Improving care for dying people has moved onto the national stage with a prestigious institute announcing it will try to refocus medical care to match the kind of end-of-life experience patients and their families most value.

The Washington, D.C.-based Institute of Medicine announced last week it is drawing together experts to review federal policy, financing and hospital practices.

Recommendations of the private, nonprofit arm of the National Academy of Sciences often make their way into U.S. laws and federal agency policies.

The panel's mission comes after this newspaper's yearlong Cost of Dying series explored the financial and emotional drain on patients and taxpayers in a health care system that tends to isolate the dying amid high-cost, high-tech treatments.

The series -- posted at www.mercurynews.com/cost-of-dying -- concluded with a story that prescribed ways to make end-of-life care more affordable and humane and led to community meetings throughout the Bay Area.

"I am very excited. The time is right. People are finally paying attention," said Kate O'Malley of the California HealthCare Foundation where she works on improving end-of-life-care.

Increasingly, media reports reveal that patients, families and physicians across the nation are troubled by the high-tech battle against death that often compounds suffering rather than eases it.


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"During the last century and more, death has evolved from a common family event centered in the home to a medical event occurring in a distant medical facility overseen by trained experts and administrators," the Institute of Medicine reported in announcing the new study.

"Coordinated, expert, compassionate care for people dying from chronic diseases continues to challenge the American health care system."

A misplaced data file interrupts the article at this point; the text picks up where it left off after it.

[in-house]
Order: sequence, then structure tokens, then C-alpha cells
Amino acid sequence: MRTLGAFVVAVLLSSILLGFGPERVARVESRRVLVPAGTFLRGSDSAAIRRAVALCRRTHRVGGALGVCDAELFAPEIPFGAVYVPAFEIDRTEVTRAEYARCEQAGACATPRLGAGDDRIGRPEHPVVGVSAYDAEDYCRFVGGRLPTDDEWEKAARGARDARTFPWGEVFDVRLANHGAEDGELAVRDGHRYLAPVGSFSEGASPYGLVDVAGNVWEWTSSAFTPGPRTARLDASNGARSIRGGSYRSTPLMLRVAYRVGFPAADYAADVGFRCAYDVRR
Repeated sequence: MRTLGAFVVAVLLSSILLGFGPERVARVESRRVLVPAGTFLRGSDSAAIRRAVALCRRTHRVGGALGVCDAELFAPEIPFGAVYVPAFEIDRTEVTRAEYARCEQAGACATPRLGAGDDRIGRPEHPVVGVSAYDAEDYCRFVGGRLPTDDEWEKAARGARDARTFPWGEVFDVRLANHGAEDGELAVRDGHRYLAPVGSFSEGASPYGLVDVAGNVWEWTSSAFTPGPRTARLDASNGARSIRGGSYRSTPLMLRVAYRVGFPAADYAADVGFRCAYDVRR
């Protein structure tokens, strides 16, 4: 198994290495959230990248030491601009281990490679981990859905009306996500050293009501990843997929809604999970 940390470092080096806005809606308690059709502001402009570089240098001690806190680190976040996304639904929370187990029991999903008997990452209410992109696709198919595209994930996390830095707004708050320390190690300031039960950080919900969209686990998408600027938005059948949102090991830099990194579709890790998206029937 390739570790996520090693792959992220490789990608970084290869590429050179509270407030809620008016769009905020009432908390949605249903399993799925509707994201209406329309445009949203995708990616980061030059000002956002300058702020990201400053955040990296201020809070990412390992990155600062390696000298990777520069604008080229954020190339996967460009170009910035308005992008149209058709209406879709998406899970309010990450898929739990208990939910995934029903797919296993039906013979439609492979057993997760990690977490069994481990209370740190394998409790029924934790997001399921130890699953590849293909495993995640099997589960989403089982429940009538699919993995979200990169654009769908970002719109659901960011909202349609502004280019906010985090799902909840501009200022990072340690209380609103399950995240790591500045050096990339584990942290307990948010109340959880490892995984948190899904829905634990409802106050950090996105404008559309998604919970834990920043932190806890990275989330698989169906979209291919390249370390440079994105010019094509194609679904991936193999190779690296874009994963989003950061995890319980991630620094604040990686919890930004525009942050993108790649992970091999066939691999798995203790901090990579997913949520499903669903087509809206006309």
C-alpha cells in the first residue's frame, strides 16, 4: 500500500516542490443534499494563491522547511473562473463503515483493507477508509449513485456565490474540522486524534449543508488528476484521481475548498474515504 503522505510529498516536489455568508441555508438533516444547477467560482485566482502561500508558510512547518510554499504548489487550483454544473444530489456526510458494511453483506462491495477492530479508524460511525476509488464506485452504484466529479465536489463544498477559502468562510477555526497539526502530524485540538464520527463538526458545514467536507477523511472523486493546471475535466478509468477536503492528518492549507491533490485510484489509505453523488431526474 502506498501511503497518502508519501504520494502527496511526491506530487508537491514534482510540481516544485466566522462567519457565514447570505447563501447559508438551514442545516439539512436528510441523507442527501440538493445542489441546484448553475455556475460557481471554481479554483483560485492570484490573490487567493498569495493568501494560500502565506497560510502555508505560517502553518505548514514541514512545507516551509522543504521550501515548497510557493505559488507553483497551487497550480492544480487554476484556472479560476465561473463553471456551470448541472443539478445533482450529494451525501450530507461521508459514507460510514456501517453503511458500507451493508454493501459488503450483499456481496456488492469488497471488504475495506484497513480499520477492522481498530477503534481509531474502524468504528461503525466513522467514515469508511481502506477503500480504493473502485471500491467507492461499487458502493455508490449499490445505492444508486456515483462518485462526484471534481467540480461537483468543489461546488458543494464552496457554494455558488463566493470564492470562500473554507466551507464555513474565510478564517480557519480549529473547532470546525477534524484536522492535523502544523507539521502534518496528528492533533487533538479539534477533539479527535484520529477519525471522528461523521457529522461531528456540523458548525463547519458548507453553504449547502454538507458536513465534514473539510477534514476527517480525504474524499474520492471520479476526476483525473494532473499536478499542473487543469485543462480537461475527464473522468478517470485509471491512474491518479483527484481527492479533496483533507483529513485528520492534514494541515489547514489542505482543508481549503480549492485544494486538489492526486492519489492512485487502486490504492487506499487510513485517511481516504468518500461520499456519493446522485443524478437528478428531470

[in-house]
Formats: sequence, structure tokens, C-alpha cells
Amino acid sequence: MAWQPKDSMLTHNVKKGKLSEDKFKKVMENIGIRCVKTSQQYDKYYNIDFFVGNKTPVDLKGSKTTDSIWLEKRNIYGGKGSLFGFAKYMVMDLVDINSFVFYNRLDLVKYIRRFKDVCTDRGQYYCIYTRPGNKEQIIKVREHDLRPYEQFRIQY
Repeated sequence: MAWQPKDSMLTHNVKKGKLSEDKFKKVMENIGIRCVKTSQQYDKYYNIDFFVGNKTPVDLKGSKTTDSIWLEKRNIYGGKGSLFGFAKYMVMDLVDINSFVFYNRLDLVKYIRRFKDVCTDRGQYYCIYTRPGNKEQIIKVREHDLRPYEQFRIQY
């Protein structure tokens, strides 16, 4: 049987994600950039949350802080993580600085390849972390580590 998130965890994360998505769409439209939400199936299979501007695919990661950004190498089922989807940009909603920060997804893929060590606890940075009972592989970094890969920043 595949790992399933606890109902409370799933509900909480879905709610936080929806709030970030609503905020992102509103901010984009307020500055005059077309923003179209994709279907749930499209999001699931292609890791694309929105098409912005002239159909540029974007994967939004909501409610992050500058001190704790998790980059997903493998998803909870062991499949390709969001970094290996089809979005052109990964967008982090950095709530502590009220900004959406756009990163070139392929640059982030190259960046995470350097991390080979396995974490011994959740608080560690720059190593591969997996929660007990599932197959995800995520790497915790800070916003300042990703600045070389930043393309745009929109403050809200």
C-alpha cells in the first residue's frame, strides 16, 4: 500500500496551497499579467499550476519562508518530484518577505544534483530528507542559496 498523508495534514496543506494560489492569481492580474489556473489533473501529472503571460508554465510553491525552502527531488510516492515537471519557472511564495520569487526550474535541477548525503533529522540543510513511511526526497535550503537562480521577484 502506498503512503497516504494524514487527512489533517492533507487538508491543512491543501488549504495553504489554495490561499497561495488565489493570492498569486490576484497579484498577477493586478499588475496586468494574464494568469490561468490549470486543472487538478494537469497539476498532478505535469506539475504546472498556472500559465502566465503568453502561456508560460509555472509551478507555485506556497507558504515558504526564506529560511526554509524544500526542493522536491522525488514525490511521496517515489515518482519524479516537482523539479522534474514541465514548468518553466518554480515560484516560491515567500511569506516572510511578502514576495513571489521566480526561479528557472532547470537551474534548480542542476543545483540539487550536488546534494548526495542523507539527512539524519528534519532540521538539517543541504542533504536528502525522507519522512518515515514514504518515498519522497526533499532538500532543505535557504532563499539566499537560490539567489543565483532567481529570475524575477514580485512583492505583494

One major goal is to include families caring for the seriously ill. The panel's findings, to be released in spring 2014, will be well publicized in a way, the institute said, that considers "the fears and anxieties surrounding aging and death" and also the nation's cultural diversity.

The National Academy of Sciences is also hosting the first National Summit on Advanced Illness on Jan. 29 and 30 to spark a movement to break barriers to good end-of-life care.

Sixteen years ago, the institute issued a landmark report, "Approaching Death: Improving Care at the End of Life." In 2003, its "Describing Death in America: What We Need to Know" report outlined the need for better understanding of the effectiveness of end-of life-care.

But much has changed since -- such as technological advances, demographic and cultural shifts, improvements in comforting care and growing concern over costs.

"I welcome this committee," said Dr. Steve Pantilat, director of UC San Francisco's Palliative Care Program. "A great deal has happened since the last report to improve end-of-life care -- yet challenges remain."

He said he looked forward to the work bringing less stressful care to dying people.

Provisional members of the panel include Dr. Phillip Pizzo, former dean of Stanford University School of Medicine, bioethicist Dr. Bernard Lo of UC San Francisco, and other national experts from Brown University, the University of Pennsylvania, Duke University and elsewhere.

The first meetings of the Committee on Transforming End-of-Life Care will be Feb. 20 and 21 in Washington, D.C.

Contact Lisa M. Krieger at 650-492-4098.

Resources, details
The Institute of Medicine's Committee on Transforming End-of-Life Care will hold its first meetings Feb. 20 and 21 at the National Academy of Sciences building, 2101 Constitution Ave. N.W., Washington, D.C.
Interested parties may submit materials to EOL@nas.edu. Submitted comments, including names and identifying information, will be public.
Information is available at www.iom.edu/Activities/Aging/TransformingEndOfLife.aspx.
This newspaper's Cost of Dying series is posted at www.mercurynews.com/cost-of-dying.